I walked in from work, and checked my voicemail; “Hi Elaine, my parents are inviting us for dinner next week. Will Friday work for you? Love you.”
Well, it’s meet-the-parents time. I was pleased. Tim’s “Love you,” pleased me even more. He had used these two words over the weekend. I was a bit surprised, and did not repeat the words back to him. I was almost over a nasty breakup. At least, I think I was, but still a bit cautious. Tim and I were in a fairly new relationship.
Dinner. Hmmm. I knew Tim had a younger sister, Kate. They were close. There was an older brother, Larry, alienated from the parents. Tim had not given me the particulars. The parents, Molly and Dan, both taught at the community college. Tim had told me, “I always was Mom’s favorite.”
I liked Tim. Liked him a lot. We met at work. Fortunately, we were in different offices. I abhorred office romances. Had been down that road. Never again. The night of the dinner, I changed clothes four times before Tim arrived. Why is it so difficult to dress in casual clothes? My favorite black sweater looked dowdy. Jeans too tight. Molly will think I am a slut. I settled on nice black pants, and a cream-colored sweater. The gold chain, a gift from Tim for our first month anniversary, completed my just a casual dinner outfit.
Tim rang the doorbell at his parents’ house, then opened the door, “Hi, it’s me.” A welcome wreath adorned the front door. Dan gave me a bear hug before Tim introduced us.
“Hi, I’m Kate,” his sister took my hand. She hugged Tim and said, “Brother, you have good taste.” She winked at me.
“Molly, Tim and his girlfriend are here.” Dan grinned at his son. In walked Molly. Tim had neglected to tell me that she was a beautiful brunette, and looked like a dancer. Wow.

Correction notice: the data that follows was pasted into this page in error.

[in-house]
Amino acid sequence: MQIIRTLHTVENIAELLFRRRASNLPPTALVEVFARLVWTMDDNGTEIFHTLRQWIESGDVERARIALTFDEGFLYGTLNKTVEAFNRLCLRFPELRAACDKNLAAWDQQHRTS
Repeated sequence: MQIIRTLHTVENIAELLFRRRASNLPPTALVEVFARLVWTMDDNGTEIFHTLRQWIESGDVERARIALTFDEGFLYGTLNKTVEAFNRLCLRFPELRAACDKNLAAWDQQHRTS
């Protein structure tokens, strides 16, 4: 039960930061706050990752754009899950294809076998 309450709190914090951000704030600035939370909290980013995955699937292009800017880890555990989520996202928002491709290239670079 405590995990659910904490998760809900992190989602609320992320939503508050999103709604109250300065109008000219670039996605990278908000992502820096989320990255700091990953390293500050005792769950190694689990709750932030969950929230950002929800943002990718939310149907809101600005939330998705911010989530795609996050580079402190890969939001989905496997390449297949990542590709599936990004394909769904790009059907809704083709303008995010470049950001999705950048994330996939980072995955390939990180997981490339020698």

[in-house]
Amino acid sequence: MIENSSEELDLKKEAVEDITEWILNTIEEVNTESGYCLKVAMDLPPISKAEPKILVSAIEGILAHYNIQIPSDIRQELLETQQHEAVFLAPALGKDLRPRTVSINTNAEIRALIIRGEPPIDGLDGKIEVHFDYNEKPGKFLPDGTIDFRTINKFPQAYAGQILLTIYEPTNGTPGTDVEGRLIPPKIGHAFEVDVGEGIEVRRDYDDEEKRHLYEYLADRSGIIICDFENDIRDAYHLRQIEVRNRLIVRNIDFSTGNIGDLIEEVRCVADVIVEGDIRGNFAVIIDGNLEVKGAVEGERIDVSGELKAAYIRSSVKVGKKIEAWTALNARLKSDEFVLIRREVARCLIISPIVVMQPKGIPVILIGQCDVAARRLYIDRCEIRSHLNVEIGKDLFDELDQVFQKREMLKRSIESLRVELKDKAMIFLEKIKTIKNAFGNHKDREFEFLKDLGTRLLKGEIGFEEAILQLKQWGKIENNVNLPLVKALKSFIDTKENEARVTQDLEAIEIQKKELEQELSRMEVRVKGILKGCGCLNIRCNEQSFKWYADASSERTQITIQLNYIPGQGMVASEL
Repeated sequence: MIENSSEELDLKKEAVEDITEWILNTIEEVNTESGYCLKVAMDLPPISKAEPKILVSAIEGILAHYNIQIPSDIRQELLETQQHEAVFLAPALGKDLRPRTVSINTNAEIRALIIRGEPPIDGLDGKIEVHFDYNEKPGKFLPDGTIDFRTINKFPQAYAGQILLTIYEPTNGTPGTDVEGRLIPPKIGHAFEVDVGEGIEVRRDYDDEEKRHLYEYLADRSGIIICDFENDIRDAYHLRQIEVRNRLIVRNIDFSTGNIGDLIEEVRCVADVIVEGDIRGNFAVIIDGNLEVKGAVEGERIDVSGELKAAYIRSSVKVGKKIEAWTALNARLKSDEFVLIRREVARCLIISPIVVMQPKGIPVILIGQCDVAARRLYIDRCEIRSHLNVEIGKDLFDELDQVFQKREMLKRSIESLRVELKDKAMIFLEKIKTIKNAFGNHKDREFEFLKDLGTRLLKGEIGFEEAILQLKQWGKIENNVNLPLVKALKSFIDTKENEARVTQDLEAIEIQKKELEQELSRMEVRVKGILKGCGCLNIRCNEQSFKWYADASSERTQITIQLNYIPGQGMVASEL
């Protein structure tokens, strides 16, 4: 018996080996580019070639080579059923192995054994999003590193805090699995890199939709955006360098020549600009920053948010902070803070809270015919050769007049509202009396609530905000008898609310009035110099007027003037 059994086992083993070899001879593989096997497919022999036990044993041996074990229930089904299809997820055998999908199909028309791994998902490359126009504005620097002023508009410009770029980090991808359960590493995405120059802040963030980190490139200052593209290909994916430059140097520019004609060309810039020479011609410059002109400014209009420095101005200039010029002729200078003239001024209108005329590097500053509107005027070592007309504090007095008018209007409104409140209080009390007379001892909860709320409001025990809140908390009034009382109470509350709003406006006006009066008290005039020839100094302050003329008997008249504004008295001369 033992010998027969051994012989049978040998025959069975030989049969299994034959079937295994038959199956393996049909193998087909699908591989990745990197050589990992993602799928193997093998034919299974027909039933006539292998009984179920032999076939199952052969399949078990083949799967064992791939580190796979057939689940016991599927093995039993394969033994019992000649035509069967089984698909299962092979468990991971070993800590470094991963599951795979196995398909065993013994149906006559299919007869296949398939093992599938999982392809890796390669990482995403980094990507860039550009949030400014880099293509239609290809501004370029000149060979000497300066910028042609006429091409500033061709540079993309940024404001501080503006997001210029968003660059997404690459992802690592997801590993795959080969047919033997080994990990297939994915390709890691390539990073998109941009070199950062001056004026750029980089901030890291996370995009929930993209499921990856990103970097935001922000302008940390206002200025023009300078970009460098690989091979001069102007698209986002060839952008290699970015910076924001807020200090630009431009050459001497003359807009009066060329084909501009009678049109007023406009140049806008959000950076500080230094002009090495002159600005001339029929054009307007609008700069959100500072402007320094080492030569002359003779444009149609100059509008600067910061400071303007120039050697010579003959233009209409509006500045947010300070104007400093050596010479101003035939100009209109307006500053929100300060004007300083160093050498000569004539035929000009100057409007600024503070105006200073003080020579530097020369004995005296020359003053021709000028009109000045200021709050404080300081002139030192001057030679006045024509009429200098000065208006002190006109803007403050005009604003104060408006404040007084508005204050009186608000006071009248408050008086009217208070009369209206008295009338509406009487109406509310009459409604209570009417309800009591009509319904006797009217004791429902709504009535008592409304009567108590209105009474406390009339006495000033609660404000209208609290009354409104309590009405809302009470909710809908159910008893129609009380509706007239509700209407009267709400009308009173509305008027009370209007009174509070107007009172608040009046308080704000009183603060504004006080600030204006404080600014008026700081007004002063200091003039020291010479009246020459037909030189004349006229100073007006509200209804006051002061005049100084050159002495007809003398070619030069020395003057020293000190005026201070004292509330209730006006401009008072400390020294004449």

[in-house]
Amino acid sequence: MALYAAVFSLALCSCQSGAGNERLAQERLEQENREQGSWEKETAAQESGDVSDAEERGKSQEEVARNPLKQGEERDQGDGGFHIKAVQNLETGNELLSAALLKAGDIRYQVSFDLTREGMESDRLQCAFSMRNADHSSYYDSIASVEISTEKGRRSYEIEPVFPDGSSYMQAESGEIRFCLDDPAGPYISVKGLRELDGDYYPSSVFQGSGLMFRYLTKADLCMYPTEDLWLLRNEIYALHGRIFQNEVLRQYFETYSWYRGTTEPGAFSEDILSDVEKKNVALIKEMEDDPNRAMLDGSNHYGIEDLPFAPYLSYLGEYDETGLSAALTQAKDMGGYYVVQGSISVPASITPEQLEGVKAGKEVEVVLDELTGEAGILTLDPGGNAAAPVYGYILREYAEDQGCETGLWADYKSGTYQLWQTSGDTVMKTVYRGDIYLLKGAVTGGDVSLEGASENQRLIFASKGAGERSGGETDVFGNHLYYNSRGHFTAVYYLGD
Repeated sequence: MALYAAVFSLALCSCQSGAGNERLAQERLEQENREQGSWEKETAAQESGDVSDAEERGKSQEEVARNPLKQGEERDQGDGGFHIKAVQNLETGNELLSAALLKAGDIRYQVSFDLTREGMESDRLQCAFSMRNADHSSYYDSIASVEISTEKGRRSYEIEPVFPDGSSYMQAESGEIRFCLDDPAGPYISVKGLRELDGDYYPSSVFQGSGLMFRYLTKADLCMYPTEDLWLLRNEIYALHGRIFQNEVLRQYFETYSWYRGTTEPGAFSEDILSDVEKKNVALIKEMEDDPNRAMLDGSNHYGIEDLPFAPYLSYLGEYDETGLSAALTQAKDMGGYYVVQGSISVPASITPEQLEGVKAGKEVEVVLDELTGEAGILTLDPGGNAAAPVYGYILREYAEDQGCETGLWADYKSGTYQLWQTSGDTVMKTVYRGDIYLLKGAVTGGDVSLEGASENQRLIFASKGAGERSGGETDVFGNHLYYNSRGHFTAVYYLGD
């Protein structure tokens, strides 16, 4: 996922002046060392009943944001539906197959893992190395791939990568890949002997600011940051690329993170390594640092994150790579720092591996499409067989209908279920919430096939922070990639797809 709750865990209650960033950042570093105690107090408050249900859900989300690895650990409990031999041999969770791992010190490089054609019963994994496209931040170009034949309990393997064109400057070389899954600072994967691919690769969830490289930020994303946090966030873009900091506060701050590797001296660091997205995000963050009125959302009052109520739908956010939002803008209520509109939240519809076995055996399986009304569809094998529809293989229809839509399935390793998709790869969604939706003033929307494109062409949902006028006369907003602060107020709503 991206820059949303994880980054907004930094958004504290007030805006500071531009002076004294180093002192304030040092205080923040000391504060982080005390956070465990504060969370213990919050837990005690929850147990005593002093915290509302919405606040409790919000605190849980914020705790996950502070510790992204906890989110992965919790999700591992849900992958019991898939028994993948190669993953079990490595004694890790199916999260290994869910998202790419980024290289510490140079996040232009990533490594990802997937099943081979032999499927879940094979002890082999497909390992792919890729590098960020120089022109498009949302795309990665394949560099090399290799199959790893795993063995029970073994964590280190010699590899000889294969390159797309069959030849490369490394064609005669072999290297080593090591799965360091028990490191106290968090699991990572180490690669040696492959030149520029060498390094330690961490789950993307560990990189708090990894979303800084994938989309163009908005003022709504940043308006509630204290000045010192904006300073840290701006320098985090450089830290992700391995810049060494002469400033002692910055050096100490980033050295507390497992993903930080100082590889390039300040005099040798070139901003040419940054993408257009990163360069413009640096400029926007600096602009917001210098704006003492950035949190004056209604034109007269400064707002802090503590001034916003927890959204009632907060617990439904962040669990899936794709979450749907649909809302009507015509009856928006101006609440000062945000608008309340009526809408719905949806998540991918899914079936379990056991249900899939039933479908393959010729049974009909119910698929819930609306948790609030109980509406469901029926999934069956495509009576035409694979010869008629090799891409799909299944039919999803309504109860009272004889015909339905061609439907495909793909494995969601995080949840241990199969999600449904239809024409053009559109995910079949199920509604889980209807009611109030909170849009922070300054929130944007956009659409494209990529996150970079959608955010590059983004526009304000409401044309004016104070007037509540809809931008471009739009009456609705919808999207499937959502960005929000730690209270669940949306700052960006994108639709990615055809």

Molly kissed Tim before greeting me. I felt a tiny bit of anxiety. Couldn’t put my finger on it. Din-ner conversation was friendly. Dan asked about my job. He seemed genuinely interested in me. Kate was curious about my apartment. “It is time for me to find my own place, and give Mom and Dad their privacy.” She grinned. Molly did not comment.
I complimented Molly on the delicious dinner, “My mother is a good cook, but I did not inherit that gene.”
Molly’s comment, “Anyone can cook well, if they want to take the time. Young women today don’t care. They think it is a choice between career and making a home for the family. I have done both quite well.” The table got quiet for a moment.
Then Kate began clearing the dishes. I offered to help. Molly followed us to the kitchen. She gave Kate a gentle push, “Why don’t you visit with your brother. We seldom see him now that he has a new girlfriend.”
I wanted to follow Kate. I don’t like where this is going.
Molly began to tell me about Tim’s asthma attacks as a child. How she had felt the need to protect him from undo stress. “I still worry,” she said with a tight smile; “His last lady friend took ad-vantage of him. Asking Tim to help her move, and lug big boxes up a flight of stairs.”
Last lady friend. We had not discussed exes. Does he still have asthma?
She went on to tell me about Larry: “My other son stomped out of the house a year ago. Apparently, he didn’t like my tone of voice with the woman he had brought to dinner. I could tell she was not his type. She wore jeans to meet us.” I won’t lose Tim. Believe me.”
Oh, I believe you.
Tim walked into the kitchen, “Mom, don’t tell Elaine all my secrets.” He put an arm around each of us. She gave me that tight smile again. Molly took Tim’s arm and asked, “Why don’t you come for dinner next Thursday.” Was I included in the invitation?
I reminded Tim, “Oh that is my night to volunteer at the hospital.” When Tim tried to suggest an-other night, his mother interrupted, “Oh, I have a busy week. Why don’t you come anyway. We need to catch up.”
As Tim and I walked to the car, he kissed me. “I can tell you were a big hit with the family, especially with Mom.”
All the way home, Tim talked about the fun evening with his family. Does he not see the family dynamics? Is he clueless? Am I dating a mama’s boy?
When we arrived at my place, I told him I was tired and I did not invite him in. Unusual. “Okay, honey, I hope everything is okay;” he kissed me.
There was one voicemail message on my phone, “Elaine, this is Molly, please call me in the morn-ing.”
Rosanne Trost is a retired oncology nurse. She lives in Houston, Texas. After retirement, she found her passion for creative writing. Her work has appeared in a variety of print and online journals, including Months To Years, Chicken Soup for the Soul, Commuter Lit and Nerve Cowboy.